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Dancers perform at the Vancouver announcement of The Times of India Film Awards. (DARRYL DYCK/THE CANADIAN PRESS)
Dancers perform at the Vancouver announcement of The Times of India Film Awards. (DARRYL DYCK/THE CANADIAN PRESS)

B.C. enters the battle for Bollywood North Add to ...

“We were categorical about that. So possibly that didn’t work in the interests of whoever was investing in the project,” said Joseph, referencing “the political situation in British Columbia.”

There is a provincial election May 14; the campaign begins mid-April, shortly after the TOIFAs.

In response to a question about this, the Premier’s press secretary sent the rejection letter and the bid with the June dates, saying they speak for themselves.

Ironically, Joseph said another factor in rejecting the bid was the level of support, such as tax cuts, for Bollywood filmmakers looking to make movies in B.C. The B.C. film industry has been up in arms about the province spending millions to bring TOIFA to Vancouver; they say the money would be better spent improving tax incentives to bolster local production.



The growing importance of expat eyeballs for evolving Bollywood has created a marketplace for its awards shows outside of India, where popular films such as the romantic comedies Barfi! and Vicky Donor can be celebrated – and promoted. The IIFAs launched in 2000, and have become a big event for the industry.

In 2011, for example, Ontario spent $12-million to bring the IIFAs to Toronto, and in return gained more than 40,000 visitors and a worldwide broadcast audience of over 700 million viewers in 110 countries, according to the Ontario government. The Ontario Media Development Corporation says the province’s continued relationship-building with India – including a trade mission that November – has resulted in multiple deals for co-ventures between Ontario and Indian companies.

Now the Times of India, which organizes the Filmfare Awards, wants a piece of that lucrative non-resident Indian action.

Before the TOIFA launch in Vancouver, IIFA issued a news release, calling the new awards a “copycat” event. But the Times Group’s Filmfare Awards, dubbed the Bollywood Oscars by some, have actually been around far longer than the IIFAs.

“We have a legacy of 58 years of Filmfare awards, so any other award is actually an emulation of [our] awards,” Sameer Soni with the Times of India Group told The Globe and Mail. “So if someone is saying that we are the copycats, the proof of the pudding is in eating it.”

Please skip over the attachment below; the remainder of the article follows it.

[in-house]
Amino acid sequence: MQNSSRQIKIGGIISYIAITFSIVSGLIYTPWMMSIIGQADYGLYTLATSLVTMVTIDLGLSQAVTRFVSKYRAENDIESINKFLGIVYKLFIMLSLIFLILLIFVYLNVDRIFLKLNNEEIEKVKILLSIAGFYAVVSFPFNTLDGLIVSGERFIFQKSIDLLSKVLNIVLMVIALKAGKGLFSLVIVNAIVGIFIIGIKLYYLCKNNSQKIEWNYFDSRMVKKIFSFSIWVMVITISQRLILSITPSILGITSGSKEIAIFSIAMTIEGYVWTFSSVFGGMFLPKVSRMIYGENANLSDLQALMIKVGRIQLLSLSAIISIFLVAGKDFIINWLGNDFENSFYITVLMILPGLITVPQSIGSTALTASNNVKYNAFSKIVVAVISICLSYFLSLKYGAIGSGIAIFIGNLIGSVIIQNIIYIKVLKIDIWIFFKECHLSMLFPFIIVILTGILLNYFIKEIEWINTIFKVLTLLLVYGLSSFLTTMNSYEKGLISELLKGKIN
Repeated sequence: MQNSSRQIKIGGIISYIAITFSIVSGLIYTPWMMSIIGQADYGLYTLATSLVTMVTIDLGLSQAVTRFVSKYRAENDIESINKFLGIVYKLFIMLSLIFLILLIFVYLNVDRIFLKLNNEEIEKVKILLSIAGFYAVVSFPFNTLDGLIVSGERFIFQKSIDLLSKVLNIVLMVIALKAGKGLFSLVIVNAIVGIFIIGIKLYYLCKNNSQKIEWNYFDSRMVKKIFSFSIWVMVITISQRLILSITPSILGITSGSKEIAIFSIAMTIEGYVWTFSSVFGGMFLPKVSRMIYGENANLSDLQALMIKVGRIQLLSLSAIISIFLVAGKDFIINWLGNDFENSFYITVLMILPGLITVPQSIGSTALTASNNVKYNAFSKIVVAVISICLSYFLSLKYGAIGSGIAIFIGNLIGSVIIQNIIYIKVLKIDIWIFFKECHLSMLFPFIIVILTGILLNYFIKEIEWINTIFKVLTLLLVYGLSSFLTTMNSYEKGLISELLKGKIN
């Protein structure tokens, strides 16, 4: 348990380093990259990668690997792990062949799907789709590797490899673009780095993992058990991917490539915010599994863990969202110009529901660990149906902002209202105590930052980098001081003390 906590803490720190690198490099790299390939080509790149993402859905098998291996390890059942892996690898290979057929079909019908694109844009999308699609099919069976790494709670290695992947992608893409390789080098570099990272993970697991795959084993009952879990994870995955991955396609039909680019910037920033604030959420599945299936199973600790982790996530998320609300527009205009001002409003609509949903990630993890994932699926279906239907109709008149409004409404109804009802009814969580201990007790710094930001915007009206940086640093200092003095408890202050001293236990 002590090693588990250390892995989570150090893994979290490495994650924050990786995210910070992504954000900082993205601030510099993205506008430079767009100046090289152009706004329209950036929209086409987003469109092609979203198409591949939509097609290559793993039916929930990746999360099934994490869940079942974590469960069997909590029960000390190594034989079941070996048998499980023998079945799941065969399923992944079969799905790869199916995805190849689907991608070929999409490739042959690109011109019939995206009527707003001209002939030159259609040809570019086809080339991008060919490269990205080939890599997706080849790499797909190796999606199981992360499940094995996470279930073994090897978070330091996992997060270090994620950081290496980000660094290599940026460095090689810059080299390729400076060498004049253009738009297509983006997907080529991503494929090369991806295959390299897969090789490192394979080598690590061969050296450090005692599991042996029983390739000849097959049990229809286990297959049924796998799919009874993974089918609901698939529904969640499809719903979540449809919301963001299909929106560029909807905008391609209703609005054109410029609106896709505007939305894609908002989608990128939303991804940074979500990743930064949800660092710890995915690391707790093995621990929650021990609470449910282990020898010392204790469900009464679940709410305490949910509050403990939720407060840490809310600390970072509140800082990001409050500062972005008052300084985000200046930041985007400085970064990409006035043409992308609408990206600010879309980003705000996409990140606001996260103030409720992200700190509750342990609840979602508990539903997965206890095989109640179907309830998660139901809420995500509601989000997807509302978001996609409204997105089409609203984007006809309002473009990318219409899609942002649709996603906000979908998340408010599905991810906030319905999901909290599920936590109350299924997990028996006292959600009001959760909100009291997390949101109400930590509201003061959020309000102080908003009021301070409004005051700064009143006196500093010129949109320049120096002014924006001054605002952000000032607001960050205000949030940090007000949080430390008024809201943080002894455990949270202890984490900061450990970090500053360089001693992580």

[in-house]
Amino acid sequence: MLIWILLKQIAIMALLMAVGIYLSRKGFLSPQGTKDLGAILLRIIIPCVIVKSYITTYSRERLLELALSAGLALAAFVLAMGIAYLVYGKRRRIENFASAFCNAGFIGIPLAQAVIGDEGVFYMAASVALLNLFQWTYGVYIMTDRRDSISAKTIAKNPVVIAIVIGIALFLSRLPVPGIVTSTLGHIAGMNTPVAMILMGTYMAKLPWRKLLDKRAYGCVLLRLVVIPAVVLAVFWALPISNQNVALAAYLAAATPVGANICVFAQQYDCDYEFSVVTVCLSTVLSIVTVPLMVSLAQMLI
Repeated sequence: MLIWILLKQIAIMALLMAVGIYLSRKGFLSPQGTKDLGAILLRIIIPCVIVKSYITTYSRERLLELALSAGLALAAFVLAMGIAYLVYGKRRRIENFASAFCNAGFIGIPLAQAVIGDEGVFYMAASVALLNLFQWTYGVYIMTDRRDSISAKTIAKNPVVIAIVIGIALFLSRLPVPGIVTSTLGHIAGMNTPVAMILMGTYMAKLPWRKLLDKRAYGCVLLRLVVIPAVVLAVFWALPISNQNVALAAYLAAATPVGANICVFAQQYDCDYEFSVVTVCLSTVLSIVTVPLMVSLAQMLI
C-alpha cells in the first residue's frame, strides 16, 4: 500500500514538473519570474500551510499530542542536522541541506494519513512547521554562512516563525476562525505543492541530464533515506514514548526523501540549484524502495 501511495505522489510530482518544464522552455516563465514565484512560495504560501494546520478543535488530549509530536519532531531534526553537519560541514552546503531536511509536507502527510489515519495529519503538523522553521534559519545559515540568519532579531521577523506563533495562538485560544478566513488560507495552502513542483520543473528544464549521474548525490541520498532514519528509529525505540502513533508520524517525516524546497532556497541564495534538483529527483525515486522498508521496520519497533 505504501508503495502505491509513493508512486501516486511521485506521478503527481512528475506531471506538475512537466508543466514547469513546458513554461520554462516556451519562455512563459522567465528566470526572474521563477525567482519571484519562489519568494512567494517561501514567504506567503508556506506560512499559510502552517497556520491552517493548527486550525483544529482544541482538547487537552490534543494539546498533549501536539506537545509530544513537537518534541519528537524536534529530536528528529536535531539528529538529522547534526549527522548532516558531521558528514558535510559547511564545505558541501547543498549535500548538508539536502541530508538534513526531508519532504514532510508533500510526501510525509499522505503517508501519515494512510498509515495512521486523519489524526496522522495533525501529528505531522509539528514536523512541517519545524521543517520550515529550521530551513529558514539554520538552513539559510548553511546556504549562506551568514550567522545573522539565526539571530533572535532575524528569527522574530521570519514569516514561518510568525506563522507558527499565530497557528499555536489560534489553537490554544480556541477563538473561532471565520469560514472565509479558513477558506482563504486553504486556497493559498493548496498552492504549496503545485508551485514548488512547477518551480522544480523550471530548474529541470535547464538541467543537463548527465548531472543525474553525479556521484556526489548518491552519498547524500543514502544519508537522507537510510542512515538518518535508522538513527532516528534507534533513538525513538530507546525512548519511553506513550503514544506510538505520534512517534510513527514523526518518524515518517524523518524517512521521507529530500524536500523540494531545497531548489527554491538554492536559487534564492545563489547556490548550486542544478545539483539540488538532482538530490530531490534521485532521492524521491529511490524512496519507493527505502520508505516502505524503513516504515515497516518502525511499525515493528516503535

Soni approached that 2011 B.C. trade delegation not with a film-awards proposal at first, but with the objective of promoting travel to B.C. for India’s fast-growing middle class. Out of that came the idea to use the film awards as a marketing platform.



Unlike the Filmfare Awards, which have categories for both juried and fan voting, TOIFA will rely exclusively on the popular vote, open to a global audience beginning in February.

It will be interesting to see how the so-called new Bollywood films will fare in the voting – thrillers and art-house films, often Western-influenced, where prancing young lovers don’t pop up behind tree trunks, and the endings aren’t necessarily happy.

The big winner at last weekend’s Filmfare event was a commercially successful yet offbeat film called Barfi!, about a deaf and mute boy who falls for a woman who rejects him because of parental pressure. The film, directed by Anurag Basu, picked up six awards, most in the popular-vote categories, including best film, best actor and trendsetter of the year. While some have criticized the decision to make Barfi! India’s official entry for best foreign-language film in this year’s Oscars (it was not nominated), Surrey-based Indian film expert Kamal Sharma is a fan, and predicts it will be a big winner in Vancouver.

It’s illuminating to view the divide between critical and popular winners at the Filmfare event. The critical and technical awards were dominated by films that may better exemplify the new Bollywood, such as the critically acclaimed thriller Kahaani, about a pregnant woman searching for her husband, and Gangs of Wasseypur, which premiered at Cannes and also screened at the Toronto International Film Festival.

“The cinema in India has changed quite significantly. ... The emphasis is more on the substance,” says Sharma, who owns Kamal’s Video Palace in Surrey, and writes a newspaper column and hosts two TV shows about Bollywood. “Some new visionaries have come in this field.”

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